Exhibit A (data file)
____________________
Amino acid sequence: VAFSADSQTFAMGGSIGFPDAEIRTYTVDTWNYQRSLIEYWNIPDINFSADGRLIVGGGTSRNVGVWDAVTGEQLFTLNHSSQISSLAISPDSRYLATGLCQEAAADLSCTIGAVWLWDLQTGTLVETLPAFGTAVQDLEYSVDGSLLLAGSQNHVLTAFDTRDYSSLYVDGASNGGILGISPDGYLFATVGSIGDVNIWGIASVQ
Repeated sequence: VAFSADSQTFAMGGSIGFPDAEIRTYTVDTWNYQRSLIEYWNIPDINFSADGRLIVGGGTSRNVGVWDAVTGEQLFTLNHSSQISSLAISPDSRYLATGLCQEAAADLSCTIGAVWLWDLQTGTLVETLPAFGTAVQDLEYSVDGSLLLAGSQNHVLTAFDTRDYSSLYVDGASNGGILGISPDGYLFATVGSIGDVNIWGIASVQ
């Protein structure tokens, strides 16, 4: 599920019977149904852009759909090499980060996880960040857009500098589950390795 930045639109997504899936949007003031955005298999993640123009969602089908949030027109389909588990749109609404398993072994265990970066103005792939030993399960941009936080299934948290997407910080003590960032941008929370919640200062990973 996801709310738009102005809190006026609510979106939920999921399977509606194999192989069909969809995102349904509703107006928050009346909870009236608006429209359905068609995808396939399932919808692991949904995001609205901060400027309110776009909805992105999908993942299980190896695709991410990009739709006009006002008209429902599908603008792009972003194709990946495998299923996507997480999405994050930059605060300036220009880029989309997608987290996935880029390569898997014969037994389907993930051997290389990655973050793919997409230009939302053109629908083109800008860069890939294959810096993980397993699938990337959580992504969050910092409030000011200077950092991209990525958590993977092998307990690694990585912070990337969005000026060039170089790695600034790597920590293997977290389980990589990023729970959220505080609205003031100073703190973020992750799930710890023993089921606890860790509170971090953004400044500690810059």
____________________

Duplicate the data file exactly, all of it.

Amino acid sequence: VAFSADSQTFAMGGSIGFPDAEIRTYTVDTWNYQRSLIEYWNIPDINFSADGRLIVGGGTSRNVGVWDAVTGEQLFTLNHSSQISSLAISPDSRYLATGLCQEAAADLSCTIGAVWLWDLQTGTLVETLPAFGTAVQDLEYSVDGSLLLAGSQNHVLTAFDTRDYSSLYVDGASNGGILGISPDGYLFATVGSIGDVNIWGIASVQ
Repeated sequence: VAFSADSQTFAMGGSIGFPDAEIRTYTVDTWNYQRSLIEYWNIPDINFSADGRLIVGGGTSRNVGVWDAVTGEQLFTLNHSSQISSLAISPDSRYLATGLCQEAAADLSCTIGAVWLWDLQTGTLVETLPAFGTAVQDLEYSVDGSLLLAGSQNHVLTAFDTRDYSSLYVDGASNGGILGISPDGYLFATVGSIGDVNIWGIASVQ
């Protein structure tokens, strides 16, 4: 599920019977149904852009759909090499980060996880960040857009500098589950390795 930045639109997504899936949007003031955005298999993640123009969602089908949030027109389909588990749109609404398993072994265990970066103005792939030993399960941009936080299934948290997407910080003590960032941008929370919640200062990973 996801709310738009102005809190006026609510979106939920999921399977509606194999192989069909969809995102349904509703107006928050009346909870009236608006429209359905068609995808396939399932919808692991949904995001609205901060400027309110776009909805992105999908993942299980190896695709991410990009739709006009006002008209429902599908603008792009972003194709990946495998299923996507997480999405994050930059605060300036220009880029989309997608987290996935880029390569898997014969037994389907993930051997290389990655973050793919997409230009939302053109629908083109800008860069890939294959810096993980397993699938990337959580992504969050910092409030000011200077950092991209990525958590993977092998307990690694990585912070990337969005000026060039170089790695600034790597920590293997977290389980990589990023729970959220505080609205003031100073703190973020992750799930710890023993089921606890860790509170971090953004400044500690810059």